Oracle BEST Practices II

1- Put your Database into ARCHIVELOG Mode
2- Use DBMS_STATS for statistic collection
3- Using Recovery Manager(RMAN) for Backup and Recovery needs
4- Resumable Statements and Space Allocation
5- Maintenance of Global Partitioned Indexes
6- Default Tablespaces
7- PL/SQL Bulk Operations
8- Locking Issues
9- Oracle System Event Triggers
10- Autonomous Transactions
11- Defining Application Services for Oracle Database 10g
12- Cost Based Optimizer Best Practices and Advised Strategy

3- Using Recovery Manager(RMAN) for Backup and Recovery needs

The most important job of the Oracle DBA is to ensure that the databases in their care are protected.

RMAN is a utility that backs up, restores, and recovers Oracle databases. Its free!! and automate
all backup process very easy.

You can backup with out stop datbase(ARCHIVELOG mode),which will take a consistent backup even when your DB is up and running.

With recovery manager you can duplicate/clone database from a backup or from an active database.It is possible to create a duplicate database on a remote server with the same file structure, a remote server will a different file structure or the local server with a different file structure.

Is a must for save from worst disaster.

4- Resumable Statements and Space Allocation

Oracle provides a means for suspending, and later resuming, the execution of large database operations in the event of space allocation failures. This enables an administrator to take corrective action, instead of the Oracle database server returning an error to the user. After the error condition is corrected, the suspended operation automatically resumes.

Using the ALTER SESSION statement in client enables resumable semantics for the session

Resumable space allocation is suspended when one of the following conditions occur:

– Out of space condition
– Maximum extents reached condition
– Space quota exceeded condition

For nonresumable space allocation, these conditions result in errors and the statement is rolled back. Suspending a statement automatically results in suspending the transaction. Thus all transactional resources are held through a statement suspend and resume. When the error condition disappears (for example, as a result of user intervention or perhaps sort space released by other queries), the suspended statement automatically resumes execution.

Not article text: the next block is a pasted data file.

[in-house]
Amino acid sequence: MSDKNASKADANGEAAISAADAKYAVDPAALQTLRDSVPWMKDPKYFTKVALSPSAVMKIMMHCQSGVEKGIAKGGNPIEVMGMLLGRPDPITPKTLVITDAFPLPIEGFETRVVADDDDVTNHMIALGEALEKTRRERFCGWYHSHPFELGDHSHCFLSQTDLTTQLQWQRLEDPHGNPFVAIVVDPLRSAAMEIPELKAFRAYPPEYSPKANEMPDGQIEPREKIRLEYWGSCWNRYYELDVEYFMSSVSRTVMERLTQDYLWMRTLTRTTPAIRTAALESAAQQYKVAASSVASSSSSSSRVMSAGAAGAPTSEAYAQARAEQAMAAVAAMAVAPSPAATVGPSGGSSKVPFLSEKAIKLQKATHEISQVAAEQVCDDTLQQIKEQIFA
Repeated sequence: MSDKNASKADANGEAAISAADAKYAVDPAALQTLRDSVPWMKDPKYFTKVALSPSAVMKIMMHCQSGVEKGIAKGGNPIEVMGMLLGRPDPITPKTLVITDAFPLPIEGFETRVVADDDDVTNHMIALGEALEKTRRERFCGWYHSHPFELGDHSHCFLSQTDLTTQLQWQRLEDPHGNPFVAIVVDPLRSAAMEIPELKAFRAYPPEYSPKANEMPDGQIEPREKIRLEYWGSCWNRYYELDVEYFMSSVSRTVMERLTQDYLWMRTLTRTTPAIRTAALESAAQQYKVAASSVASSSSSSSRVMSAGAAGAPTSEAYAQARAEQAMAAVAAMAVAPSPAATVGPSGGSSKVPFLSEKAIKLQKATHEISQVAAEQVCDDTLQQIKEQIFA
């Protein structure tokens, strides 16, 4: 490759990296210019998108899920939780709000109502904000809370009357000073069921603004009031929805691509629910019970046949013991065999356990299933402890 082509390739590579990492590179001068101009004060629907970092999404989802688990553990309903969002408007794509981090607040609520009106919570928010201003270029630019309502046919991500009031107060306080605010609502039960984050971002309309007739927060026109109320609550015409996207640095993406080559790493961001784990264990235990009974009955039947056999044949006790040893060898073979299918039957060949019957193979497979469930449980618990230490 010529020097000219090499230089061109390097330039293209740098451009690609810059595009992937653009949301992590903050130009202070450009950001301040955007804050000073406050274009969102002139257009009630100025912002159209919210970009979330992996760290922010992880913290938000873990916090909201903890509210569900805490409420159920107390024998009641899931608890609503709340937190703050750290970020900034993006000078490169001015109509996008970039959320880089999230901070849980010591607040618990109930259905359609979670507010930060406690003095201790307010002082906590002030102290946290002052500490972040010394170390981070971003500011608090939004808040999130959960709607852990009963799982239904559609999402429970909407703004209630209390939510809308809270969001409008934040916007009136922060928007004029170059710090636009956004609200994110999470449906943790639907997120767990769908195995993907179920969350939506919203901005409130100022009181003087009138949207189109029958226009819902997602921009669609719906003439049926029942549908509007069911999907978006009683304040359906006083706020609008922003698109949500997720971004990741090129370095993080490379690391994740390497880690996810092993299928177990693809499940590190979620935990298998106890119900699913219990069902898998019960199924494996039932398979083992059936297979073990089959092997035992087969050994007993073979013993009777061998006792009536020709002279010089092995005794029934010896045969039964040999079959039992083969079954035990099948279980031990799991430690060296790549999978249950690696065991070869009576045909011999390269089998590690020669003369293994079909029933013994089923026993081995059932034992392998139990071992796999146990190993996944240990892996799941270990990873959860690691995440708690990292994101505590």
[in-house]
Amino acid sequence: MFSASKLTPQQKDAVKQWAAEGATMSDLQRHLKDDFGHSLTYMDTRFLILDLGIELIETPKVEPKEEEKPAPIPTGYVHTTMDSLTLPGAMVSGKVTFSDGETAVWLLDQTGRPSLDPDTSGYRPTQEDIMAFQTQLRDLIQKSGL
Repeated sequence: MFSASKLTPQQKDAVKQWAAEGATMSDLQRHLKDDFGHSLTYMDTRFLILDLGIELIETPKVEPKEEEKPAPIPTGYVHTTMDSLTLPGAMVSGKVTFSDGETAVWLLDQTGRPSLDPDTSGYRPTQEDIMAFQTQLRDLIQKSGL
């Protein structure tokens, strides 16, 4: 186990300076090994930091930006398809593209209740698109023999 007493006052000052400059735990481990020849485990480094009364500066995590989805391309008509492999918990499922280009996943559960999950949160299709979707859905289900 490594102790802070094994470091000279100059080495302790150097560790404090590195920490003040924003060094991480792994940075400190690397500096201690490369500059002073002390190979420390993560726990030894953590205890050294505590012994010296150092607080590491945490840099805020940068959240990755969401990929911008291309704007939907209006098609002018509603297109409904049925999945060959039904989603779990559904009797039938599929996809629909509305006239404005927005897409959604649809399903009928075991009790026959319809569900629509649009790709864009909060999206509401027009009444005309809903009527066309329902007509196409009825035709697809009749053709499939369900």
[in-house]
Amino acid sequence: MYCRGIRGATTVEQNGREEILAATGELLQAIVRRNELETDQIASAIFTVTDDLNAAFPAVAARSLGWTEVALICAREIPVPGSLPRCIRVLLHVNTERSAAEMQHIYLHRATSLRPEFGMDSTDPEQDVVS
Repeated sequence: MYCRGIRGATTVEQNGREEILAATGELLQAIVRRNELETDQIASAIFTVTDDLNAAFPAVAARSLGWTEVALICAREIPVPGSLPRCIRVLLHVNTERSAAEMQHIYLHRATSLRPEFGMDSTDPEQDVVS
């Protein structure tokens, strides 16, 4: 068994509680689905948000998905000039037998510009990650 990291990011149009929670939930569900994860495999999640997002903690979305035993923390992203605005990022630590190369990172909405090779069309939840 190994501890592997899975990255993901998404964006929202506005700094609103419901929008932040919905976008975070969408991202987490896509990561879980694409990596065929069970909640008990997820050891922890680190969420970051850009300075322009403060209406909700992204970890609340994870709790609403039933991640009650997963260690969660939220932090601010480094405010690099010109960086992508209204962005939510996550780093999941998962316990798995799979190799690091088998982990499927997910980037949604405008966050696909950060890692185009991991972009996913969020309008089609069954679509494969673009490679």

Resumable operations include:

– Queries
– DML Statements
– SQL*Loader operations
– Import operations
– DDL statements

When resumable space allocation is enabled and operation suspends with an out of space error details of the error are written to DBA_RESUMABLE and DBA can optionally be alerted. DBA can either: fix the error and abort the operation.
5- Maintenance of Global Partitioned Indexes

By default, the following operations on partitions on a heap-organized table mark all global indexes as unusable:

These indexes can be maintained by appending the clause UPDATE INDEXES to the SQL statements for the operation. The two advantages to maintaining global indexes:

– The index remains available and online throughout the operation. Hence no other applications are affected by this operation.
– The index doesn’t have to be rebuilt after the operation and updates to the global index are logged.


UPDATE GLOBAL INDEXES can be used with the following partition DDL statements: ADD, SPLIT, DROP, MERGE, MOVE, EXCHANGE, TRUNCATE, COALESCE
6- Default Tablespaces

Specify default temporary tablespaces when you create a database, using the DEFAULT TEMPORARY TABLESPACE extension to the CREATE DATABASE statement. If you drop all default temporary tablespaces, then the SYSTEM tablespace is used as the default temporary tablespace. You can create bigfile temporary tablespaces. A bigfile temporary tablespaces uses tempfiles instead of datafiles. Also you cannot make a default temporary tablespace permanent or take it offline.
In Oracle 9.0.1 and above a default temporary tablespace can be defined: ALTER DATABASE DEFAULT TEMPORARY TABLESPACE ;

Default Permanent Tablespace(Oracle 10>) can be defined: ALTER DATABASE DEFAULT TABLESPACE;

7- PL/SQL Bulk Operations

This technique can be very fast, but also very memory-intensive.

PL/SQL sends SQL statements such as DML and queries to the SQL engine for execution, and SQL returns the result data to PL/SQL. You can minimize the performance overhead of this communication between PL/SQL and SQL by using the PL/SQL language features known collectively as bulk SQL. The FORALL statement sends INSERT, UPDATE, or DELETE statements in batches, rather than one at a time. The BULK COLLECT clause brings back batches of results from SQL. If the DML statement affects four or more database rows, the use of bulk SQL can improve performance considerably.

The assigning of values to PL/SQL variables in SQL statements is called binding. PL/SQL binding operations fall into three categories:

– in-bind: When a PL/SQL variable or host variable is stored in the database by an INSERT or UPDATE statement.
– out-bind: When a database value is assigned to a PL/SQL variable or a host variable by the RETURNING clause
of an INSERT, UPDATE, or DELETE statement.
– define: When a database value is assigned to a PL/SQL variable or a host variable by a SELECT or FETCH statement.

Bulk SQL uses PL/SQL collections, such as varrays or nested tables, to pass large amounts of data back and forth in a single operation. This process is known as bulk binding. If the collection has 20 elements, bulk binding lets you perform the equivalent of 20 SELECT, INSERT, UPDATE, or DELETE statements using a single operation. Queries can pass back any number of results, without requiring a FETCH statement for each row.



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